The rate of gestational diabetes in Australia has tripled over the past decade.
There are several known contributing factors, including maternal age and obesity, but gestational diabetes is also increasing in pregnant women outside of these at-risk groups.
Recent evidence points to an association between folic acid and gestational diabetes, which has been on the rise since the Australian government mandated folic acid food fortification in 2009.
Dr Tanja Jankovic-Karasoulos has received a Flinders Foundation Health Seed Grant to investigate how folic acid affects the function of the placenta, an organ that is unique to pregnancy and which acts as a key regulator of maternal glucose tolerance in pregnancy.
“This project will be the first study into the response of placental hormones that govern glucose tolerance to folic acid,” Dr Jankovic-Karasoulos said.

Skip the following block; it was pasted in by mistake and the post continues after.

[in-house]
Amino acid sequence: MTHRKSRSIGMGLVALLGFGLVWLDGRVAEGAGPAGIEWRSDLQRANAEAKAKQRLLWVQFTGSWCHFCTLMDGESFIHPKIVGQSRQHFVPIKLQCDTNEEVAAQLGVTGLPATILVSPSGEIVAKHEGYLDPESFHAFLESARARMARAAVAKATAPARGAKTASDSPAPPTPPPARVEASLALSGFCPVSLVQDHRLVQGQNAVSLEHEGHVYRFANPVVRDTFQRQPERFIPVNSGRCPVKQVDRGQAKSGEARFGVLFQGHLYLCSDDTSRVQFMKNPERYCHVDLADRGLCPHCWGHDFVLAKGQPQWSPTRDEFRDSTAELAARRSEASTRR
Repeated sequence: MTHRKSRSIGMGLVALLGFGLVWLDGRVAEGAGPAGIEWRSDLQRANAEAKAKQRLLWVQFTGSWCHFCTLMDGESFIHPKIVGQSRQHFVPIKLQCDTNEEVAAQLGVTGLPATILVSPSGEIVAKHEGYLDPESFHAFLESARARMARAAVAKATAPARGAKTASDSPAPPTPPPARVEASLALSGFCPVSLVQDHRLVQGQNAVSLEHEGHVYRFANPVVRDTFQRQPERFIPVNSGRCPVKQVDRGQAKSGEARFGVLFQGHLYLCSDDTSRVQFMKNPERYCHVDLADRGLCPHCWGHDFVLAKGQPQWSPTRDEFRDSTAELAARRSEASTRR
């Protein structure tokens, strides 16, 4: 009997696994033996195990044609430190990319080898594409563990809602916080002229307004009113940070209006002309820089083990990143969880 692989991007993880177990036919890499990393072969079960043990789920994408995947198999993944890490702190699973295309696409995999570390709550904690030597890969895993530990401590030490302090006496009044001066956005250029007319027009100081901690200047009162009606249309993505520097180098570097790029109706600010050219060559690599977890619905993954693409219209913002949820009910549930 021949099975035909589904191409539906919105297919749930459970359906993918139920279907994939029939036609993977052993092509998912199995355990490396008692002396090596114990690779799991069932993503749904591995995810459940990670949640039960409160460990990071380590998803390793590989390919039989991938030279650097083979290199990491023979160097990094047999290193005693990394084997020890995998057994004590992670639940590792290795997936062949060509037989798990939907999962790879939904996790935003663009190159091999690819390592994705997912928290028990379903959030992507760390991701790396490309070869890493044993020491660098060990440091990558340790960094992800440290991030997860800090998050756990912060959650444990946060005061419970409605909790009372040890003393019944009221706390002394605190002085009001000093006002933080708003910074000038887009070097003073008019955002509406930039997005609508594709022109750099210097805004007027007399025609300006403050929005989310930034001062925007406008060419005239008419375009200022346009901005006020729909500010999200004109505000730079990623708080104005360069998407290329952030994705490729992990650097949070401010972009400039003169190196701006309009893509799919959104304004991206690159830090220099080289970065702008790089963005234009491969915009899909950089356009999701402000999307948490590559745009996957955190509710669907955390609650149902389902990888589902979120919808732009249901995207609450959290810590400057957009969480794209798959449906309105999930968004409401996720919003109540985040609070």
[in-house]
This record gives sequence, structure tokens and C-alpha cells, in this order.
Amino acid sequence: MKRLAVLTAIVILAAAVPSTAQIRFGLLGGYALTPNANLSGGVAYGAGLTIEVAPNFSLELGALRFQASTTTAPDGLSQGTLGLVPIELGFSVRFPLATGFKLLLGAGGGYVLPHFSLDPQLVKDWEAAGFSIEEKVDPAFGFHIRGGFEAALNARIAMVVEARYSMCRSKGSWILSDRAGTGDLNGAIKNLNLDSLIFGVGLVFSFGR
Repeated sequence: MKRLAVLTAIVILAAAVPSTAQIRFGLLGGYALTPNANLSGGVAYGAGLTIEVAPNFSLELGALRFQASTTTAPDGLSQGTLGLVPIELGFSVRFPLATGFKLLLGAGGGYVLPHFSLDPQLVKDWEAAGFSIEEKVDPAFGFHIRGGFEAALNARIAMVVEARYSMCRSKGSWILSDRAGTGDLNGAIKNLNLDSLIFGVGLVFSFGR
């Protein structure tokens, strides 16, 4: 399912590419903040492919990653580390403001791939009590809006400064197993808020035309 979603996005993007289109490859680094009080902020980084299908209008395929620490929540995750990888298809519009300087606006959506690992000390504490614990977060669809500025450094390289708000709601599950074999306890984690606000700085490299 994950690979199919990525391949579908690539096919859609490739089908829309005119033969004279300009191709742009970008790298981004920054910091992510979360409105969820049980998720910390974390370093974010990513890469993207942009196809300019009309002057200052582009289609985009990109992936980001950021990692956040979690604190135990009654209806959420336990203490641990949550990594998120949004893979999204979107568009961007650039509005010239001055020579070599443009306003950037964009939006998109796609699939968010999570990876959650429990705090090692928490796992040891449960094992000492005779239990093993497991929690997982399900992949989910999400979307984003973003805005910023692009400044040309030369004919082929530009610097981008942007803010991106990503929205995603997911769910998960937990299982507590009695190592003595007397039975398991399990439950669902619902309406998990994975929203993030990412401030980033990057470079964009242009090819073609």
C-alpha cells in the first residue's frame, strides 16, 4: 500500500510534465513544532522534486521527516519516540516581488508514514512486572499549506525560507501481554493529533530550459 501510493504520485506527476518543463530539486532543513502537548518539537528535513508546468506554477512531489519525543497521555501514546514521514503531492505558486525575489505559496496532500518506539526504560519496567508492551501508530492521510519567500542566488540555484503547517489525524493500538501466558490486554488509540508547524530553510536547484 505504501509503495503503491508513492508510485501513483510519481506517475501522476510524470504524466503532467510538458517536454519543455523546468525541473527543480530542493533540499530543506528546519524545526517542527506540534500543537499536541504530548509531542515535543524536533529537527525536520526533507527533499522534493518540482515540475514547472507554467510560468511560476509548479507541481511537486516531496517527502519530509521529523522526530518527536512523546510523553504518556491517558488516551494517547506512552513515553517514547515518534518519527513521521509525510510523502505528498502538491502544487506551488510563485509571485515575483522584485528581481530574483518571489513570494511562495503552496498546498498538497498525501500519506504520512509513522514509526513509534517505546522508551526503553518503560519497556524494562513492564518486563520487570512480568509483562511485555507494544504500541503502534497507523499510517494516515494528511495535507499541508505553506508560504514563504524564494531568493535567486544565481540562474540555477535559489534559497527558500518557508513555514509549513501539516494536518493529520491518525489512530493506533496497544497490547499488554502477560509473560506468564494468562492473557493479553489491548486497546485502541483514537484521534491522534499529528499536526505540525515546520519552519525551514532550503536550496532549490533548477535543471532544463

“These novel studies are part of a larger study investigating the causes behind the Australian rise in gestational diabetes over the past decade, which have the potential to identify new diagnostic and therapeutic targets for gestational diabetes.
“The identification of women at risk of gestational diabetes early in pregnancy prior to the rise in glucose would protect the fetus from adverse effects of weeks of hyperglycaemia, and provide a foundation for a healthy start to life for children affected by gestational diabetes. “
Research category: Biomedical
Project title: Human placental endocrine responses to folic acid
Lead researcher: Dr Tanja Jankovic-Karasoulos
Flinders Foundation acknowledges the Kaurna people as the traditional custodians of the land on which the Flinders precinct was established. We acknowledge the Kaurna people’s deep and ongoing connection to land, waters and community, and pay our respect to their Elders, past and present.